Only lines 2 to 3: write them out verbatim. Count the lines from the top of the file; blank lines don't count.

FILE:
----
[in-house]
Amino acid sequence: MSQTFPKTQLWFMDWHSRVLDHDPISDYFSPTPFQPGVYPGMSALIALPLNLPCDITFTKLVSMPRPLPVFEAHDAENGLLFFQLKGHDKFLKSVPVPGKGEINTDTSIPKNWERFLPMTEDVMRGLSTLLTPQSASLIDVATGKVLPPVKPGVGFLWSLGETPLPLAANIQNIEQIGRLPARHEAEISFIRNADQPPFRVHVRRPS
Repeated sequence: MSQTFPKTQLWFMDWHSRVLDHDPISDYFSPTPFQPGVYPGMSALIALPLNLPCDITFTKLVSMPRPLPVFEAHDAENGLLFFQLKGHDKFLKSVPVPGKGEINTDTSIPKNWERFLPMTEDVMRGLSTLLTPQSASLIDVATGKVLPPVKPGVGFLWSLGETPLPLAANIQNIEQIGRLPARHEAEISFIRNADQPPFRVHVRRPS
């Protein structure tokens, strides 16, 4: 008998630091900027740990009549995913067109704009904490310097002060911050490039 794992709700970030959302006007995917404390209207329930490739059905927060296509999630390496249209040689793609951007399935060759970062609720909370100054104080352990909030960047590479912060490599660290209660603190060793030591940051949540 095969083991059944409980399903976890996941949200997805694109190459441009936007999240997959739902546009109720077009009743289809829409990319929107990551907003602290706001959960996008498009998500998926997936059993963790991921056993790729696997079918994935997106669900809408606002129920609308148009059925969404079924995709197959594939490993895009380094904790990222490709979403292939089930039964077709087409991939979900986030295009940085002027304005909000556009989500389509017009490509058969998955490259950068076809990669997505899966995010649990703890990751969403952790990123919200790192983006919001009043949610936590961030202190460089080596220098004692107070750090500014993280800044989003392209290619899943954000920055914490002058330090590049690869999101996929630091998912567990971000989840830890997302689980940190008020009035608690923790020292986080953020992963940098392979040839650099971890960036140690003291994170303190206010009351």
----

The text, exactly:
Amino acid sequence: MSQTFPKTQLWFMDWHSRVLDHDPISDYFSPTPFQPGVYPGMSALIALPLNLPCDITFTKLVSMPRPLPVFEAHDAENGLLFFQLKGHDKFLKSVPVPGKGEINTDTSIPKNWERFLPMTEDVMRGLSTLLTPQSASLIDVATGKVLPPVKPGVGFLWSLGETPLPLAANIQNIEQIGRLPARHEAEISFIRNADQPPFRVHVRRPS
Repeated sequence: MSQTFPKTQLWFMDWHSRVLDHDPISDYFSPTPFQPGVYPGMSALIALPLNLPCDITFTKLVSMPRPLPVFEAHDAENGLLFFQLKGHDKFLKSVPVPGKGEINTDTSIPKNWERFLPMTEDVMRGLSTLLTPQSASLIDVATGKVLPPVKPGVGFLWSLGETPLPLAANIQNIEQIGRLPARHEAEISFIRNADQPPFRVHVRRPS